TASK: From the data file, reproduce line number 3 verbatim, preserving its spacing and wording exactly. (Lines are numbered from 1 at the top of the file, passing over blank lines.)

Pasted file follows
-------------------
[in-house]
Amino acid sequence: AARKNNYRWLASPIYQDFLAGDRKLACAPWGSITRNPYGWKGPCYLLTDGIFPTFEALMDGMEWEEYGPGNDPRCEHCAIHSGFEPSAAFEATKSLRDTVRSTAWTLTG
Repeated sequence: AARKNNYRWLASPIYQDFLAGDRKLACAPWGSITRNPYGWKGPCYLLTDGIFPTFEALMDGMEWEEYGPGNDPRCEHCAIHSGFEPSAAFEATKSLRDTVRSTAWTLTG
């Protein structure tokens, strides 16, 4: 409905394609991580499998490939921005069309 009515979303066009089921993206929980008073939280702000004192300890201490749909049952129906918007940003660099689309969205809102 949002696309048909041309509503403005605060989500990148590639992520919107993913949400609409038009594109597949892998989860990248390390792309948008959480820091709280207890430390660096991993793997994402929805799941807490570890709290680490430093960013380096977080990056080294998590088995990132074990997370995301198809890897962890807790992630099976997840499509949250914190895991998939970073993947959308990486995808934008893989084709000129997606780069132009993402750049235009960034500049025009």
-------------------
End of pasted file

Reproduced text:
Repeated sequence: AARKNNYRWLASPIYQDFLAGDRKLACAPWGSITRNPYGWKGPCYLLTDGIFPTFEALMDGMEWEEYGPGNDPRCEHCAIHSGFEPSAAFEATKSLRDTVRSTAWTLTG